Making the Connections: Classroom to Community

Human Development Master’s Students Put Theory Into Practice

Growing up in the big city of Wuhan in China, Wei Yang was greatly influenced by Zhou Li, an author who documented her life in the popular autobiography Manhattan’s China Lady—a book that Yang read nearly a dozen times since she was 10 years old. Zhou, whose English name is Julia Zhou, was a doctor in China when she decided to leave her successful job behind to study in America.

“I just like her way,” says Yang as she describes the author. “She’s a woman full of passion.”

Warner graduate student playing with toddlerFollowing in Zhou’s footsteps, Yang reflects back to that pivotal moment nearly a year ago, when she decided to part ways from her senior management job of nine years with China Telecom to follow her own passion, which is to learn more about the world.

A master’s student in human development at the Warner School of Education, Yang has spent much of her time at Rochester School for the Deaf  (RSD), where she has learned more about the role school and family play in deaf students’ development and well-being as part of her graduate study.

Yang is among others in a cohort of master’s students in human development who are wrapping the theories they’ve learned in Warner classrooms around practices in the broader Rochester community. Students, who chose from either a research apprenticeship or field experience, have been placed at various community sites throughout Rochester this school year, including Mary’s Place, Young Audiences of Rochester, Freedom Market, Veteran’s Outreach Center, Rochester City Hall, RSD, University of Rochester Medical Center, and afterschool programs at the Rochester City School District.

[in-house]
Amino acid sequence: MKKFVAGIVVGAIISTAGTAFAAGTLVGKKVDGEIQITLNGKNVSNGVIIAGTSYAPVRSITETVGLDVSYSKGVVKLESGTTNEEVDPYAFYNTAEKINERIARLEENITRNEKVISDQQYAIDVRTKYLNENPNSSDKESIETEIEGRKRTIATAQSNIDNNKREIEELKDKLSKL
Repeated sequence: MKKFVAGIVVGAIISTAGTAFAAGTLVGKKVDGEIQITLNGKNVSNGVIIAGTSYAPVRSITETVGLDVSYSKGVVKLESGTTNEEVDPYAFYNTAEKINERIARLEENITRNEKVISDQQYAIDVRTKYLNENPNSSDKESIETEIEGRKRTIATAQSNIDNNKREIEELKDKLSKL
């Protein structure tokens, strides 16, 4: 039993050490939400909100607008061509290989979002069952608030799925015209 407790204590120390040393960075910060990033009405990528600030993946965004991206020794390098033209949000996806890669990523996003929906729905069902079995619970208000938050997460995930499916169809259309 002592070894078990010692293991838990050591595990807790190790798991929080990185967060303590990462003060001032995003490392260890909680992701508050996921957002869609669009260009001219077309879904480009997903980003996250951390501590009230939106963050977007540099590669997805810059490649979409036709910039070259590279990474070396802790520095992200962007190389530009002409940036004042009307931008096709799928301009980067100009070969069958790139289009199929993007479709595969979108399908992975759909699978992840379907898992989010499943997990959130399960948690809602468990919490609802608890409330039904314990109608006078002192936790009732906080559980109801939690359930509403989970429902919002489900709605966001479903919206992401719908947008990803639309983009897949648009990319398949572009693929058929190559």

Through their coursework at Warner, human development students come to construct their own theory about how people change and learn over the life course. They then take these evolving theories off to real-life experiences. These experiences allow students to become reflective practitioners.

“For all human development students, we talk a lot about theory,” says Assistant Professor Joyce Duckles, “but the big question is ‘how do we put theory into practice?’ These experiences provide the practical side. They are also designed to be reflective—students are thinking along the way how their coursework applies to their sites, and they get to share these experiences with one another.”